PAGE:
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April 10, 2017

Test Results :: Copper Green

Effetre Copper Green (219) is a medium teal/turquoise opaque glass. It's handpulled and can be on the shocky side, but I don't mind that so much in light of all it's other traits.  It's sort of unbelievable that I am only just now posting test beads for this colour, but it's been included in every test set I've ever posted so I guess it makes sense that I just lost track of not having done it yet.

I love Copper Green.  Mostly I love the colour of it, but I also think it is a pleasantly reactive and versatile colour. I love it so much that I wrote a poem about it on my lunch break one day back in 2009 while at work. That poem won me a box of random glass from Frantz Art Glass, because, I guess, Mike was looking for the corniest possible entry to his poetry contest.

An Ode To Copper Green

In rod form I love you and can't get enough,
It's when I cremate you the going gets tough.

Your colour is tricky and goes all askew
Transforming from green into two shades of blue

With some shades you develop a big, thick black line,
But with purple, the line looks a lot more like wine.

Under clear, you turn yellow! Why is that, o Green?
When you get too hot there's an odd silver sheen...

You spark and you pit and you hate to be hot,
But in spite of all that I still love you a lot.

I'm such a nerd. 

Anyway, Copper Green is both awesome and irritating. It's very reactive, and it develops a yucky grey patina on its surface from its high copper content.  I don't really believe anymore that the sheen that develops on Copper Green is related to the level of heat.  I've found that using Copper Green in combination with some colours limits its ability to develop this patina, but when it's used alone it invariably develops it.  I'd give examples of the colours that it hasn't sheened up with but unfortunately I haven't been tracking that information very closely and am disinclined to read through all of my past blog entries to figure it out.  I'm basically taking a "lazy pass" here. You can do that, if you want :)  Where I've observed it, I have generally mentioned it.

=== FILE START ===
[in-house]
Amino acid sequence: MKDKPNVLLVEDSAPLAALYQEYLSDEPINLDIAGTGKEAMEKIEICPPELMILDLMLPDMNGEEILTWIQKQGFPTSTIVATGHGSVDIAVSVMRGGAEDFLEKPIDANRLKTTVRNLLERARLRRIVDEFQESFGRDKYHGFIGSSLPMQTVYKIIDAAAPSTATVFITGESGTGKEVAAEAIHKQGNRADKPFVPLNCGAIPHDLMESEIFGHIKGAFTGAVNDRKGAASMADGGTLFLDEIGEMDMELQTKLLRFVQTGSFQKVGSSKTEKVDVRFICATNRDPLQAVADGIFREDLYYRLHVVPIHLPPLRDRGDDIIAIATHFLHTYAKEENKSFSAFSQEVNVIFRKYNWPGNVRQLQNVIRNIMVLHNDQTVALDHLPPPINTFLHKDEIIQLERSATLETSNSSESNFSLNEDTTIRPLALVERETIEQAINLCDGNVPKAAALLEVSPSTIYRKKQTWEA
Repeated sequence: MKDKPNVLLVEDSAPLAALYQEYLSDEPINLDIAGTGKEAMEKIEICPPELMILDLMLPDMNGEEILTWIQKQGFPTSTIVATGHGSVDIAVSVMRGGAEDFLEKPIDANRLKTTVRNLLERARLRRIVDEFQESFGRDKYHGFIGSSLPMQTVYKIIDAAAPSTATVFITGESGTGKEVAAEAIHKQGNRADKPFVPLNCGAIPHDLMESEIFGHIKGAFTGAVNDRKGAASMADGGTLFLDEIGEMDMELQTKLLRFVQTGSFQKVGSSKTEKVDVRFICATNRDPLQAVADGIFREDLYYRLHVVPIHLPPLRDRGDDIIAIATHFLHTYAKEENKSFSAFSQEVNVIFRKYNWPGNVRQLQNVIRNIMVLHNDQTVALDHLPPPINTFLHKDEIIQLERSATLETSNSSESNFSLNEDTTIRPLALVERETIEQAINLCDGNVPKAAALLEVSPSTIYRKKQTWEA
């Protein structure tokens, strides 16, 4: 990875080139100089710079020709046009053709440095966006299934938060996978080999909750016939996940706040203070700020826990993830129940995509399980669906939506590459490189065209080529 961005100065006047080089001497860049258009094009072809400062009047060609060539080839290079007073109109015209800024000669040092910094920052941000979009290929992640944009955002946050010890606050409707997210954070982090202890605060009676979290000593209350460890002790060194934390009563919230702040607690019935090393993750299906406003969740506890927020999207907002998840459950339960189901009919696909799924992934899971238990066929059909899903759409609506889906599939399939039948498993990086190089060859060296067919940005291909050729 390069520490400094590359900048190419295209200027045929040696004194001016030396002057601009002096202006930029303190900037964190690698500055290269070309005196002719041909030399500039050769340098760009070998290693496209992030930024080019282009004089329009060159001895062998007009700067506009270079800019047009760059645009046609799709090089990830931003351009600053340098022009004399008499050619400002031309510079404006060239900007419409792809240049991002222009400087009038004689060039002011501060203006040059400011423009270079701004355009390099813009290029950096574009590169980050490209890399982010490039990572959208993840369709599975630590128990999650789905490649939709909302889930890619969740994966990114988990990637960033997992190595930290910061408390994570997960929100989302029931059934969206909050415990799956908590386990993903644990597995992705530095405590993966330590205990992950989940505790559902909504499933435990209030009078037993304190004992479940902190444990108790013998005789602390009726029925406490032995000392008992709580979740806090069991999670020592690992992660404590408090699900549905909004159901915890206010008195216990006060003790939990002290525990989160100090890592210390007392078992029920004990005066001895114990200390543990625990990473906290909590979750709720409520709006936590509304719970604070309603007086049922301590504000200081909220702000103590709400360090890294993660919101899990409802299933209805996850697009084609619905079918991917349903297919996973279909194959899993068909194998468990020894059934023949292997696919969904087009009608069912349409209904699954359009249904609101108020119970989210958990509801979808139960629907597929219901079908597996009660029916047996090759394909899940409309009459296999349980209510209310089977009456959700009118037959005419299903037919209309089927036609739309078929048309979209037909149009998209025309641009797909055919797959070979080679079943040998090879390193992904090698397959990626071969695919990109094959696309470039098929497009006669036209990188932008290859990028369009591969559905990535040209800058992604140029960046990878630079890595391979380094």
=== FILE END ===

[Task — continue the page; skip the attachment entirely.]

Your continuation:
I also used to think that the reason I got so much grey yuckiness on my Copper Green was because I was using a Minor with a 5L concentrator and my flame was probably a bit on the reducing side, but was disabused of that notion when I upgraded my oxycon to a 10L and the sheen kept coming. It's just what Copper Green does.

Once it has sheened up with that greyish muckiness, you have a few options. You can decide that the greyish sheen is a feature rather than a bug and go with the army grey-green-ness of it, you can soak the bead in toilet bowl cleaner, Coca Cola, CLR, pickling solution or some other chemical compound to try to get rid of it (with varying degrees of success), or you can etch it off of the surface of the bead with etching solution or by tumbling it with silicon carbide grit.  I generally go for the tumble-etching option because I love the finish I get on my tumble-etched beads and it always, always works.

Here you can see that I got the yucky grey sheen even on the bead I did not reduce.  I use a 10L concentrator on a Nortel Minor and my flame was not in any way a reducing one.  In the bead that I did reduce, the sheen is a good deal more pronounced and some red patina developed from the copper in the glass coming to the surface.

Silver on top of Copper Green takes on a greyish appearance and gives the glass surface an interestingly aged appearance.  When the silver is reduced and encased, it turns yellow. This yellowing is consistent with results I've gotten on other turquoise/teal colours.  (e.g. CiM Celadon, Reichenbach Pastel Blue)

Copper Green is an average base for silver glass. It doesn't offer a lot of contrast for the reducing silver glasses, but it doesn't impede their natural beauty in any way. With my TerraNova2 frit, I got an interesting halo effect around the fritty bits and some slow starts to the striking sequence.  Probably I could make the frit bloom on this colour with some effort, but there was no magic here.

Reaction summary:

  • Copper Green forms a light halo around Tuxedo dots and lines.  On top of Tuxedo, Copper Green separates but develps a strong greyish sheen so the effect is somewhat disguised. Etching would fix that.
  • Opal Yellow separates on top of Copper Green.
  • Ivory and Copper Green develop a reciprocal dark line reaction.
  • Peace separates on top of Copper Green.

Here are some beads made with Copper Green:

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